When it comes to political advocacy, there are several allied nonprofits at work. These include the Alliance for Separation of Church and State, which named Katherine Stewart its person of the year in 2014, and was originally founded by liberal Protestants in 1948; another maneuver in a  of a century-long campaign to stop public funding to Catholic schools, sometimes by restricting all aid to parochial schools at the state level.

Another is also the Alliance Against Seclusion and Restraint, which  “inform[s] changes in policy and practice to reduce and eliminate the use of punitive discipline” in the name of what the supportive Satanic Temple calls “bodily autonomy.”

In practice, this means pushing for legislation backed by Democrats like Sens. Patty Murray (WA) and Christopher Murphy (CT) that expands the national government’s control over schools. The Alliance is also supportive of Trauma-informed practices and Social Emotional Learning, e.g. diverting government money to schools to develop students’ personalities and “identities,” justifying concepts ranging from Critical Race Theory to transgender identity.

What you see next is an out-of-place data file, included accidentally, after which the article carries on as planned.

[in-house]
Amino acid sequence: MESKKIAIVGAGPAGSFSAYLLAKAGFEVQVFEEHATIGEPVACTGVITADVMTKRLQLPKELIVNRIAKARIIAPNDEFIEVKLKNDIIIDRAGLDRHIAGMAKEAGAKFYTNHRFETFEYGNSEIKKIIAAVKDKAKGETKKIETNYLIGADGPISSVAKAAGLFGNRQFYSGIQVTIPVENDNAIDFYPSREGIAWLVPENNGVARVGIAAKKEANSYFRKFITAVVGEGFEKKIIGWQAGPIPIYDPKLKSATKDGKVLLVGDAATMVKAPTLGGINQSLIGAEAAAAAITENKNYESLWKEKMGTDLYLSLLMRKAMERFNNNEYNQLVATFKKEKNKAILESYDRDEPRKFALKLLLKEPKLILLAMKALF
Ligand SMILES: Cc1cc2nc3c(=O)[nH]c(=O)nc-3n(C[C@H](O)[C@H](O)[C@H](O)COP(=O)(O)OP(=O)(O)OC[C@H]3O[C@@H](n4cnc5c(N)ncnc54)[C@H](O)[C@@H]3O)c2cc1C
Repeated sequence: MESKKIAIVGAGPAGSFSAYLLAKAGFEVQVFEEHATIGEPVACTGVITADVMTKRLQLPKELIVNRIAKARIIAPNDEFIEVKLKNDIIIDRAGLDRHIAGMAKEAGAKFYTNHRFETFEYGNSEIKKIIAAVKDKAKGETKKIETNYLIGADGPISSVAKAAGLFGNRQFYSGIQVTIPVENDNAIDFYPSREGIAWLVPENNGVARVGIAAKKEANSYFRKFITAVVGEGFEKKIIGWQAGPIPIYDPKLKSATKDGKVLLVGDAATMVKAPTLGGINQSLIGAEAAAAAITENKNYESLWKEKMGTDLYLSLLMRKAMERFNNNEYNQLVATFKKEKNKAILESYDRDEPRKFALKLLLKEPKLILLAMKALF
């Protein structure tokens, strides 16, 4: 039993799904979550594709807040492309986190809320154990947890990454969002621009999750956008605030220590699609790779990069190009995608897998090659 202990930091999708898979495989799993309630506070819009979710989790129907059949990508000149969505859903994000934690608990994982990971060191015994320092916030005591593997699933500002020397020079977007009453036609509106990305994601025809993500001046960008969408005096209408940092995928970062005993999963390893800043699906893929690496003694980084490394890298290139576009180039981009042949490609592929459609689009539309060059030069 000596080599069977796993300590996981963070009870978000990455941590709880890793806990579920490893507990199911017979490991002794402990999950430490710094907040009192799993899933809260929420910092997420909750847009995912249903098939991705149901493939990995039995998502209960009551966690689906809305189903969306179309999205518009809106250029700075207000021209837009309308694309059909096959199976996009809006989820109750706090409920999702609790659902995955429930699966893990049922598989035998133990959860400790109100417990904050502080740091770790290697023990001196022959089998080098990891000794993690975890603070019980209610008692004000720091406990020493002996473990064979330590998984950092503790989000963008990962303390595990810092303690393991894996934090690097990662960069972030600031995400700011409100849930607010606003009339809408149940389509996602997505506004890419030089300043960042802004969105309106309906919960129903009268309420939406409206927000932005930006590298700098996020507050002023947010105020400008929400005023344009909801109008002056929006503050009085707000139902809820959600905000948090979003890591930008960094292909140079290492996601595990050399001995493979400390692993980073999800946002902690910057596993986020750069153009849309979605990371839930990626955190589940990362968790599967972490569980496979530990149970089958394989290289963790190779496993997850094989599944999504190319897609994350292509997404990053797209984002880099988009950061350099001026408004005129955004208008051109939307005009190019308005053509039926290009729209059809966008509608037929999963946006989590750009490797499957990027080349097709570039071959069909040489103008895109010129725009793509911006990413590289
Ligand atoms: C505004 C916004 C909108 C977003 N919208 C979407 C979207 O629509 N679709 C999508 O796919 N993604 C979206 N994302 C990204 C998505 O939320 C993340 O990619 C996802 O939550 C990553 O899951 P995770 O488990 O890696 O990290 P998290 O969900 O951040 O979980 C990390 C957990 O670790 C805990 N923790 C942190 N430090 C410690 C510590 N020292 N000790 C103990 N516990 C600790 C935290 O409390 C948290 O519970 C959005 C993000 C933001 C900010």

Where do Secularists’ Loyalties Lie?

When it comes to their backgrounds, many Satanists and their allies are part-time intellectuals who wield “irreverence” as a weapon, bolstered by more accredited figures or institutions. Their professional careers suggest commitments to “marching-to-their-own-beat,” but always in context of bigger, sometimes contradictory affiliations to the universities, corporate consultancies, nonprofits, political consultancies, and social good startups that collect where government money flows.